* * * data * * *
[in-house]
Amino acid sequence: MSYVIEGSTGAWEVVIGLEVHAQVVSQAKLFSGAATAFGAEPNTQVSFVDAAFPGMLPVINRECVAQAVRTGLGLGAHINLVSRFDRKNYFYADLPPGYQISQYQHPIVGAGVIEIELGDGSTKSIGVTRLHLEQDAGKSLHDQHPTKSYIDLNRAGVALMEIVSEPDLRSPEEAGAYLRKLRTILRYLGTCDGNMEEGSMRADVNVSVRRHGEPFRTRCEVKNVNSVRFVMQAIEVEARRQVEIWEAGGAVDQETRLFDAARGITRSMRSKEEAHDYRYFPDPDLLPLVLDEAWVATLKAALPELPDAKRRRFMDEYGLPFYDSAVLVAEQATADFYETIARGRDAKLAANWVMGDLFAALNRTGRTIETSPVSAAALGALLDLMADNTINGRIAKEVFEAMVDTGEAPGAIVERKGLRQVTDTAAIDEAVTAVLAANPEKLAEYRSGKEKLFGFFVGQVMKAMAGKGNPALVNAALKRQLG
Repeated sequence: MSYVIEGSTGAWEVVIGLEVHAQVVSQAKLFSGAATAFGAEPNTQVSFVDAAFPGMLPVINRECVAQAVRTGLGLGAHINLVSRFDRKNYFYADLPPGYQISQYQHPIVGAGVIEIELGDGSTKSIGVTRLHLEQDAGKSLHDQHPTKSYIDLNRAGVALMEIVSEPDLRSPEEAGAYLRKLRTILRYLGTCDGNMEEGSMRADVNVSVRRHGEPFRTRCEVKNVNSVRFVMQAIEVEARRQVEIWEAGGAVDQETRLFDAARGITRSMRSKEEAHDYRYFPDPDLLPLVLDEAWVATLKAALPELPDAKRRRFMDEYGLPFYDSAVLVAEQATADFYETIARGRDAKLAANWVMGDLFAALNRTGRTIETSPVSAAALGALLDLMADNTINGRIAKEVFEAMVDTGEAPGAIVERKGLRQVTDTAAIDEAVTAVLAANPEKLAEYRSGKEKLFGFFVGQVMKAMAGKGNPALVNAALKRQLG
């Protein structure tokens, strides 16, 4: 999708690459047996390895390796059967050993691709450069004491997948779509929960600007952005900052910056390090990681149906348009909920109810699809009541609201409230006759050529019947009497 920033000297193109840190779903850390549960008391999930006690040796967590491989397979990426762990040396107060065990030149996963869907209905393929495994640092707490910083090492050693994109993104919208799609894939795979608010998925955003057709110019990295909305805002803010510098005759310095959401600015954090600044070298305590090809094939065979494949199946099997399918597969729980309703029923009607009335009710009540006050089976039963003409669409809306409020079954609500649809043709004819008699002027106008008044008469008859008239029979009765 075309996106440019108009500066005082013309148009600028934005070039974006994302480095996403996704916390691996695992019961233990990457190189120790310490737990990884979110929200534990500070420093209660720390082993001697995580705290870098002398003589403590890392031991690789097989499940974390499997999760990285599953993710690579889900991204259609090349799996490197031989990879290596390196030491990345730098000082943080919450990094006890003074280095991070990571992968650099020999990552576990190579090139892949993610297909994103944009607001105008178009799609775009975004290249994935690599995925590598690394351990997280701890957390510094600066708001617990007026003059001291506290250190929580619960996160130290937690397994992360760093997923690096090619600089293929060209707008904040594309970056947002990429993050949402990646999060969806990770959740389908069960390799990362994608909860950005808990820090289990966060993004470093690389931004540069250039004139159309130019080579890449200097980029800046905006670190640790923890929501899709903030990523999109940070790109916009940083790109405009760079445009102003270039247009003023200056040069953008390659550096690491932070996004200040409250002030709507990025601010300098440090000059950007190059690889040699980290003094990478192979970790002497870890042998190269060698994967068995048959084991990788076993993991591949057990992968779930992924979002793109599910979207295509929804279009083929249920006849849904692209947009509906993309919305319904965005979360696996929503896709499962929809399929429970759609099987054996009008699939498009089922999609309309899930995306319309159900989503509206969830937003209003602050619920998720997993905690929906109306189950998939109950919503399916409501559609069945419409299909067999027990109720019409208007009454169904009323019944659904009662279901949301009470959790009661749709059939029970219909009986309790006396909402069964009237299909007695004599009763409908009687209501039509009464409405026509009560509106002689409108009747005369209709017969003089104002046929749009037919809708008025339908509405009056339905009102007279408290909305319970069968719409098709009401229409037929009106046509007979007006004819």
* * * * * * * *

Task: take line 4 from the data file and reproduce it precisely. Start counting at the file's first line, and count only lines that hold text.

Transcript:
């Protein structure tokens, strides 16, 4: 999708690459047996390895390796059967050993691709450069004491997948779509929960600007952005900052910056390090990681149906348009909920109810699809009541609201409230006759050529019947009497 920033000297193109840190779903850390549960008391999930006690040796967590491989397979990426762990040396107060065990030149996963869907209905393929495994640092707490910083090492050693994109993104919208799609894939795979608010998925955003057709110019990295909305805002803010510098005759310095959401600015954090600044070298305590090809094939065979494949199946099997399918597969729980309703029923009607009335009710009540006050089976039963003409669409809306409020079954609500649809043709004819008699002027106008008044008469008859008239029979009765 075309996106440019108009500066005082013309148009600028934005070039974006994302480095996403996704916390691996695992019961233990990457190189120790310490737990990884979110929200534990500070420093209660720390082993001697995580705290870098002398003589403590890392031991690789097989499940974390499997999760990285599953993710690579889900991204259609090349799996490197031989990879290596390196030491990345730098000082943080919450990094006890003074280095991070990571992968650099020999990552576990190579090139892949993610297909994103944009607001105008178009799609775009975004290249994935690599995925590598690394351990997280701890957390510094600066708001617990007026003059001291506290250190929580619960996160130290937690397994992360760093997923690096090619600089293929060209707008904040594309970056947002990429993050949402990646999060969806990770959740389908069960390799990362994608909860950005808990820090289990966060993004470093690389931004540069250039004139159309130019080579890449200097980029800046905006670190640790923890929501899709903030990523999109940070790109916009940083790109405009760079445009102003270039247009003023200056040069953008390659550096690491932070996004200040409250002030709507990025601010300098440090000059950007190059690889040699980290003094990478192979970790002497870890042998190269060698994967068995048959084991990788076993993991591949057990992968779930992924979002793109599910979207295509929804279009083929249920006849849904692209947009509906993309919305319904965005979360696996929503896709499962929809399929429970759609099987054996009008699939498009089922999609309309899930995306319309159900989503509206969830937003209003602050619920998720997993905690929906109306189950998939109950919503399916409501559609069945419409299909067999027990109720019409208007009454169904009323019944659904009662279901949301009470959790009661749709059939029970219909009986309790006396909402069964009237299909007695004599009763409908009687209501039509009464409405026509009560509106002689409108009747005369209709017969003089104002046929749009037919809708008025339908509405009056339905009102007279408290909305319970069968719409098709009401229409037929009106046509007979007006004819």